Yesterday I watched what is supposed to be the hive’s brightest talents give expression to our 300-million-year-old story of the flower quest. I’m sorry to say that my view was all too clear—it makes one long for a few thousand clambering workers to obscure your line of sight. The disheartening verdict:
Age Before Duty
There’s nothing sadder than watching a once-brilliant artist struggle to hang on to fading glory. In her prime, worker 38970 could lay out a waggle dance that made you see and smell the flowers before you lifted off; she mapped out a route that dropped you right down onto the pistil even if you flew it with your eyes closed. Now we are forced to endure this aging diva—35 days old if she’s an hour—drag herself pitifully in a serpentine tracing of the two loops, her stinger bumping behind because she’s too weak to lift it off the comb. Also, according to her, the nectar is easy to find—just fly 5 feet out and 12 feet down below ground level. For God’s sake, somebody eat her before it gets more pathetic.
Worker 40388 is one of the most technically proficient waggle dancers going right now, with crisp fouettés and brilliant coordination among all six legs. So why, at the end of the performance, are we left with the feeling that the dance was less about where the flowers are located than about the journey worker 40388 undertook to get there? How she had self-doubt, and a stiff headwind, and was dogged by an aggressive wasp, yet never gave up, never forgot about the hive or her sisters in need, or—of course—her ladyship, who needs to grow to fullest splendor. By the way, worker 40388, you don’t need to vibrate frenetically through the entire dance; we’re already looking at you and after a while it’s just so much noise.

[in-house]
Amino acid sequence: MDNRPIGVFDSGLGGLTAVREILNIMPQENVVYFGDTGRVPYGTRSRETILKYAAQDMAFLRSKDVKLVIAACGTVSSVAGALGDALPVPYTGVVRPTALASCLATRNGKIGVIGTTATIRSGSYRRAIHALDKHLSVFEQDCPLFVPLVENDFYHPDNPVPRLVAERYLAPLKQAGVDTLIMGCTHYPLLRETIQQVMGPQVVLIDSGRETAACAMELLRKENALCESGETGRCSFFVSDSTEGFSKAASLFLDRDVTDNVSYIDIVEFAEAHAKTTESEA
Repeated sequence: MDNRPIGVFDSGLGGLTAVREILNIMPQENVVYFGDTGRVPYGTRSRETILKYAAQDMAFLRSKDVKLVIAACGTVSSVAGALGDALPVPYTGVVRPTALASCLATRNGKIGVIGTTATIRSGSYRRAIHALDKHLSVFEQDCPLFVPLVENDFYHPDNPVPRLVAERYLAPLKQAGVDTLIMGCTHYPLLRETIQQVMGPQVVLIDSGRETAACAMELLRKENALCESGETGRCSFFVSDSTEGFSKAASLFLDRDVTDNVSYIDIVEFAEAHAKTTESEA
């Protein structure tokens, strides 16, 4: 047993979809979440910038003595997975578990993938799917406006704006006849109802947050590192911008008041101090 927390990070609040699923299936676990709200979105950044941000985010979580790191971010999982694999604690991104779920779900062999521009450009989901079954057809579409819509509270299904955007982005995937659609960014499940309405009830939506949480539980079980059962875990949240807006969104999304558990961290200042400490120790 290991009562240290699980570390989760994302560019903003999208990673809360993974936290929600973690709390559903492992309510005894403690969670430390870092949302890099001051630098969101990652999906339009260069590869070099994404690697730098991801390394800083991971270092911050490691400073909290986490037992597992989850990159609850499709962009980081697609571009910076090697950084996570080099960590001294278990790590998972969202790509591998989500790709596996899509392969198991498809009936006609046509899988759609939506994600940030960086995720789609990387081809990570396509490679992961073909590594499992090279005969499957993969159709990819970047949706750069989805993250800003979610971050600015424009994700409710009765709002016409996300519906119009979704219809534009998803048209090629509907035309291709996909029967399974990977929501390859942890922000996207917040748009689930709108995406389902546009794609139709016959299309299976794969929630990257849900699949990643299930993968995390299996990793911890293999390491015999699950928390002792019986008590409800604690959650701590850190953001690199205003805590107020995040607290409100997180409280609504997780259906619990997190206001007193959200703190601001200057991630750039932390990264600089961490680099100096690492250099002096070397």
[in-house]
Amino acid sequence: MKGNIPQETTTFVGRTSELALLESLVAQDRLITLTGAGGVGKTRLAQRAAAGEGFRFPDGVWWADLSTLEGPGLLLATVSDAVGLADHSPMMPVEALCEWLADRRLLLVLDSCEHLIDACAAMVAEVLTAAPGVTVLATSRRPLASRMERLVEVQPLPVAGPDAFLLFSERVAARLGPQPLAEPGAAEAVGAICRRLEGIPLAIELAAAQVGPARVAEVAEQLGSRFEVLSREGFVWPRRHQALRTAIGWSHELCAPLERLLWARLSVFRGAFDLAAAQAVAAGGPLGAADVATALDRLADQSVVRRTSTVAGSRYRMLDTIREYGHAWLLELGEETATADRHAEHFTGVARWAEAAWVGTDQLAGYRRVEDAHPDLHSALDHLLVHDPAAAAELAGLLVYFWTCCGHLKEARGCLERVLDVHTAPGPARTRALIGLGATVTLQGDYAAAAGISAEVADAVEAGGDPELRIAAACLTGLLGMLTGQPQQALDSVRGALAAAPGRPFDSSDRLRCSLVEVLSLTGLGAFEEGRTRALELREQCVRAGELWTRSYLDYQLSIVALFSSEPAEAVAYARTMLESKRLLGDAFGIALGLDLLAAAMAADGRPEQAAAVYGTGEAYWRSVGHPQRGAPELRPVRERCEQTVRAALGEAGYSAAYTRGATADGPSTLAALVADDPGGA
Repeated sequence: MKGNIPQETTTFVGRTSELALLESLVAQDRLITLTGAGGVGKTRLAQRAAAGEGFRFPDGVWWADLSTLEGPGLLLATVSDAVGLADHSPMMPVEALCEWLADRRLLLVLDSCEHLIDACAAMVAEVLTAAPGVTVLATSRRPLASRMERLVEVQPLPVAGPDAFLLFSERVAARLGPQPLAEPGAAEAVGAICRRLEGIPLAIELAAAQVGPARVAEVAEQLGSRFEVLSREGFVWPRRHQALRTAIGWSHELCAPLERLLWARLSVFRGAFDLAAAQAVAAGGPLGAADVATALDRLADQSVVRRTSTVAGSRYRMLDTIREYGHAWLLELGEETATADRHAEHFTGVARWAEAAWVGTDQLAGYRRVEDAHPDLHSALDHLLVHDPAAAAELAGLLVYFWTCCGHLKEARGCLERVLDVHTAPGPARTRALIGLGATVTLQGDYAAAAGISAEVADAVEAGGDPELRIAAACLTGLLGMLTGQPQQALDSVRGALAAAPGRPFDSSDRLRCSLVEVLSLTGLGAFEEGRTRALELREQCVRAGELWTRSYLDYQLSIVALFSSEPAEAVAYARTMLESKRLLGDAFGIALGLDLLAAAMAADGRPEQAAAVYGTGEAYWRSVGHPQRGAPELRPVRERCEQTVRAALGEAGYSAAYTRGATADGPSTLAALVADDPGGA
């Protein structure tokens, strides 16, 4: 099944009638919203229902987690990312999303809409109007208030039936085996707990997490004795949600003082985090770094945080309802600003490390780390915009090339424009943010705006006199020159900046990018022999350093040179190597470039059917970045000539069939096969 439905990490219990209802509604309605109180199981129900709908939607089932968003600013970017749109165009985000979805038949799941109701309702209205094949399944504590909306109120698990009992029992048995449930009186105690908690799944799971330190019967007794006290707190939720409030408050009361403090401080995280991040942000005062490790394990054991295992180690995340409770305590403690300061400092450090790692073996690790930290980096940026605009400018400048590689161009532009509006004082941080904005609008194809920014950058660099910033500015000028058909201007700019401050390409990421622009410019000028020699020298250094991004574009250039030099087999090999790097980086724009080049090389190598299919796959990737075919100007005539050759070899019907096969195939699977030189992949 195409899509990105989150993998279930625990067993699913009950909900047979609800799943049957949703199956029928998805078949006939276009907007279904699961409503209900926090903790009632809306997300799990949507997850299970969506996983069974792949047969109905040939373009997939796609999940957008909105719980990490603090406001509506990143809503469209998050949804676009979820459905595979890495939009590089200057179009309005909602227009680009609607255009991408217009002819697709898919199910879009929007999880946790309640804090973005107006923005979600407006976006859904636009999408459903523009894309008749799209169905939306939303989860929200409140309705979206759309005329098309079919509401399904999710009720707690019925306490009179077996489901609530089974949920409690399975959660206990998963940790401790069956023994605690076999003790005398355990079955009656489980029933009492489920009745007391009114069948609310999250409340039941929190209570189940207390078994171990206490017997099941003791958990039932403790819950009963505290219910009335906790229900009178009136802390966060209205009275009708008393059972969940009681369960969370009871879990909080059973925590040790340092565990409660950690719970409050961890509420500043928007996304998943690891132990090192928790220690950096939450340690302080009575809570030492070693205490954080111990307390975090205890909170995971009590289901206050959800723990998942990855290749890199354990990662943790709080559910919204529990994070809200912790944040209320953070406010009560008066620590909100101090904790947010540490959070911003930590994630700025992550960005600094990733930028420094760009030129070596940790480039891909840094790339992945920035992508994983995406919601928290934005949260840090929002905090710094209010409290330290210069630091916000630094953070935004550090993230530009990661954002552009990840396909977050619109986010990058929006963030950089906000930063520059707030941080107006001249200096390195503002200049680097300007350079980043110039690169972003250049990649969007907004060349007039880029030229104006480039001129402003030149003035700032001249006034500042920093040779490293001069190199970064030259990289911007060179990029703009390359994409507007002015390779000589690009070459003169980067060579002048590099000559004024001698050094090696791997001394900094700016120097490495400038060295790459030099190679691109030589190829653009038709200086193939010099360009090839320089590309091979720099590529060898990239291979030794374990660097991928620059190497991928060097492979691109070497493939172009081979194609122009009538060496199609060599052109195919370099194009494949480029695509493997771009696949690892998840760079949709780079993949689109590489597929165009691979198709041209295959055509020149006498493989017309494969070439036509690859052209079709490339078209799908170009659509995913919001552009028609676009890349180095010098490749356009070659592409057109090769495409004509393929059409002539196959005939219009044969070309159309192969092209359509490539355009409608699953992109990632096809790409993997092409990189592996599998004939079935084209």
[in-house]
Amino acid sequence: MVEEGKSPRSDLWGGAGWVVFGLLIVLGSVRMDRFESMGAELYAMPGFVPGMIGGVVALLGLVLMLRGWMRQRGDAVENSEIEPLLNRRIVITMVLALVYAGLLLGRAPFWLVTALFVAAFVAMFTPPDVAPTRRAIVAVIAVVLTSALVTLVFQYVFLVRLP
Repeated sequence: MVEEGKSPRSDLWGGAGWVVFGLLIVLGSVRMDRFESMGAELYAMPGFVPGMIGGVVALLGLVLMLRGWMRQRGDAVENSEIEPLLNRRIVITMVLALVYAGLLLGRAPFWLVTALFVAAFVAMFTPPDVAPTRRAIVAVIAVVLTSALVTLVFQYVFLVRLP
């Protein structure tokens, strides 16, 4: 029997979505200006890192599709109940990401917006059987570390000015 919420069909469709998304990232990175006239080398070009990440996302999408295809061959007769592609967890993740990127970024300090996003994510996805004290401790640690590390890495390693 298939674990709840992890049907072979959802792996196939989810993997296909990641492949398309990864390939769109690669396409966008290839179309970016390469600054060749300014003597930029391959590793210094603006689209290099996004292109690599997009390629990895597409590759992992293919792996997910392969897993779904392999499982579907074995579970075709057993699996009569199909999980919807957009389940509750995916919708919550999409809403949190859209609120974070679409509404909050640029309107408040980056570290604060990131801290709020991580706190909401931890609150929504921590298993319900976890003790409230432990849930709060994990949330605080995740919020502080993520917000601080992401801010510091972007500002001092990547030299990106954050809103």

Wit Without End
Puckish worker 48593 has demonstrated a droll outlook in her waggle-dance oeuvre, sending hive mates on one fool’s errand after another—to flour spilled on some human’s patio, or to plastic tulips on a garden table. However, at some point, these stunts became worker 48593’s crutch to hide a lack of talent. Her routine, a frantic yet incoherent sequence of jetés broken up by one entrechat in each loop, gives the viewer no insight into a flower’s location; after the pyrotechnics, we’re left wondering what it all was supposed to mean. (The drones, of course, lap it up.) Really, worker 48593, if you don’t care where the nectar is, why should we?
The Usual Subtext
Worker 79609 continues to use her waggle dance to animate the same “revolutionary” ideas most of us toyed with and discarded when we were larvae: Honeybees are credulous tools of the flowers! The hive’s authority is rooted in sororicide and matricide! Most of us live merely to work ourselves to death! Etc., etc. The shocking message she conveys is about as original as the arabesque she assumes at the end of her pedestrian dance. The subversive intent is clear enough, but, worker 92483, where is thy sting?
Worker 98475 is only 10 days old and it shows. Lopsided loops, inconsistent arcs, haphazard trembling—too much noise and not enough signal. Still, she radiates an ebullience I haven’t seen since worker 13983 found the botanical garden and lit up the swarm for days. I was just starting to get glimpses of raw talent when worker 98475 got dizzy and fell off the comb. If this is the future of the hive, we better start learning to metabolize grass.